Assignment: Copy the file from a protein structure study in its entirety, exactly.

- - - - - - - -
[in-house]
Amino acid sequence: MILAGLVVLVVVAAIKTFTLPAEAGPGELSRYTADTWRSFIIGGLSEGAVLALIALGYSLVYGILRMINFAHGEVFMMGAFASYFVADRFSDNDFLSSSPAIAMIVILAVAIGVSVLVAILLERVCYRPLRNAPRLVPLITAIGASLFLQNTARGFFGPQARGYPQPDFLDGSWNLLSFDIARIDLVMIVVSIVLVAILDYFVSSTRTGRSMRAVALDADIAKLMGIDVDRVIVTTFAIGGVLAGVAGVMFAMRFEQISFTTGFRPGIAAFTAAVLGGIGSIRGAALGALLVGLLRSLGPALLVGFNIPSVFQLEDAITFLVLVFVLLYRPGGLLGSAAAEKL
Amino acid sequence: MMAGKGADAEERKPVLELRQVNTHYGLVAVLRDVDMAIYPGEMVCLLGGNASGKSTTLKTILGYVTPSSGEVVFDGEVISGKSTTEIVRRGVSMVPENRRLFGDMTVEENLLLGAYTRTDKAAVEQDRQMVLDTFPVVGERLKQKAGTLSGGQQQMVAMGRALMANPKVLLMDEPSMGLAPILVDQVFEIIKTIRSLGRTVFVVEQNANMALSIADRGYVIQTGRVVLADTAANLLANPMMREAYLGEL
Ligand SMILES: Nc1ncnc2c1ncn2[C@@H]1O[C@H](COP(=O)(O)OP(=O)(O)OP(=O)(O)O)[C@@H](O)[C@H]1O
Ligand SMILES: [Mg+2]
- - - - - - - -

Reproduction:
[in-house]
Amino acid sequence: MILAGLVVLVVVAAIKTFTLPAEAGPGELSRYTADTWRSFIIGGLSEGAVLALIALGYSLVYGILRMINFAHGEVFMMGAFASYFVADRFSDNDFLSSSPAIAMIVILAVAIGVSVLVAILLERVCYRPLRNAPRLVPLITAIGASLFLQNTARGFFGPQARGYPQPDFLDGSWNLLSFDIARIDLVMIVVSIVLVAILDYFVSSTRTGRSMRAVALDADIAKLMGIDVDRVIVTTFAIGGVLAGVAGVMFAMRFEQISFTTGFRPGIAAFTAAVLGGIGSIRGAALGALLVGLLRSLGPALLVGFNIPSVFQLEDAITFLVLVFVLLYRPGGLLGSAAAEKL
Amino acid sequence: MMAGKGADAEERKPVLELRQVNTHYGLVAVLRDVDMAIYPGEMVCLLGGNASGKSTTLKTILGYVTPSSGEVVFDGEVISGKSTTEIVRRGVSMVPENRRLFGDMTVEENLLLGAYTRTDKAAVEQDRQMVLDTFPVVGERLKQKAGTLSGGQQQMVAMGRALMANPKVLLMDEPSMGLAPILVDQVFEIIKTIRSLGRTVFVVEQNANMALSIADRGYVIQTGRVVLADTAANLLANPMMREAYLGEL
Ligand SMILES: Nc1ncnc2c1ncn2[C@@H]1O[C@H](COP(=O)(O)OP(=O)(O)OP(=O)(O)O)[C@@H](O)[C@H]1O
Ligand SMILES: [Mg+2]